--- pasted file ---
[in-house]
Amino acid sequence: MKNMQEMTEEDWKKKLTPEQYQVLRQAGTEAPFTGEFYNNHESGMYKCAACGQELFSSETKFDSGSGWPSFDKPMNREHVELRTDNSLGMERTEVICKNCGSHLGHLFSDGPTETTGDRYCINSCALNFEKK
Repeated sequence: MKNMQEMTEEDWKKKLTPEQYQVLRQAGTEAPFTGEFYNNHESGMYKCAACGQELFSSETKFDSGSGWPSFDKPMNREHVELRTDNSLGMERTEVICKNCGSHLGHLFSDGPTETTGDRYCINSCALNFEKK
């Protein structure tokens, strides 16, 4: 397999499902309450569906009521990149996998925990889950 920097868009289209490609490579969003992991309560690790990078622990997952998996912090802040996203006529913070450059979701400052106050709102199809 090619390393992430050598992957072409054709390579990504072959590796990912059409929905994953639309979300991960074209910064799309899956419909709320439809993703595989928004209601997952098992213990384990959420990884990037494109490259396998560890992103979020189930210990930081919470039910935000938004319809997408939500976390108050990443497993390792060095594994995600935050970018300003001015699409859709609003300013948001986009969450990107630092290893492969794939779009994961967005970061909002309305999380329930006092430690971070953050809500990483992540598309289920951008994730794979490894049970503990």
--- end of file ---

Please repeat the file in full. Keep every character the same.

[in-house]
Amino acid sequence: MKNMQEMTEEDWKKKLTPEQYQVLRQAGTEAPFTGEFYNNHESGMYKCAACGQELFSSETKFDSGSGWPSFDKPMNREHVELRTDNSLGMERTEVICKNCGSHLGHLFSDGPTETTGDRYCINSCALNFEKK
Repeated sequence: MKNMQEMTEEDWKKKLTPEQYQVLRQAGTEAPFTGEFYNNHESGMYKCAACGQELFSSETKFDSGSGWPSFDKPMNREHVELRTDNSLGMERTEVICKNCGSHLGHLFSDGPTETTGDRYCINSCALNFEKK
């Protein structure tokens, strides 16, 4: 397999499902309450569906009521990149996998925990889950 920097868009289209490609490579969003992991309560690790990078622990997952998996912090802040996203006529913070450059979701400052106050709102199809 090619390393992430050598992957072409054709390579990504072959590796990912059409929905994953639309979300991960074209910064799309899956419909709320439809993703595989928004209601997952098992213990384990959420990884990037494109490259396998560890992103979020189930210990930081919470039910935000938004319809997408939500976390108050990443497993390792060095594994995600935050970018300003001015699409859709609003300013948001986009969450990107630092290893492969794939779009994961967005970061909002309305999380329930006092430690971070953050809500990483992540598309289920951008994730794979490894049970503990």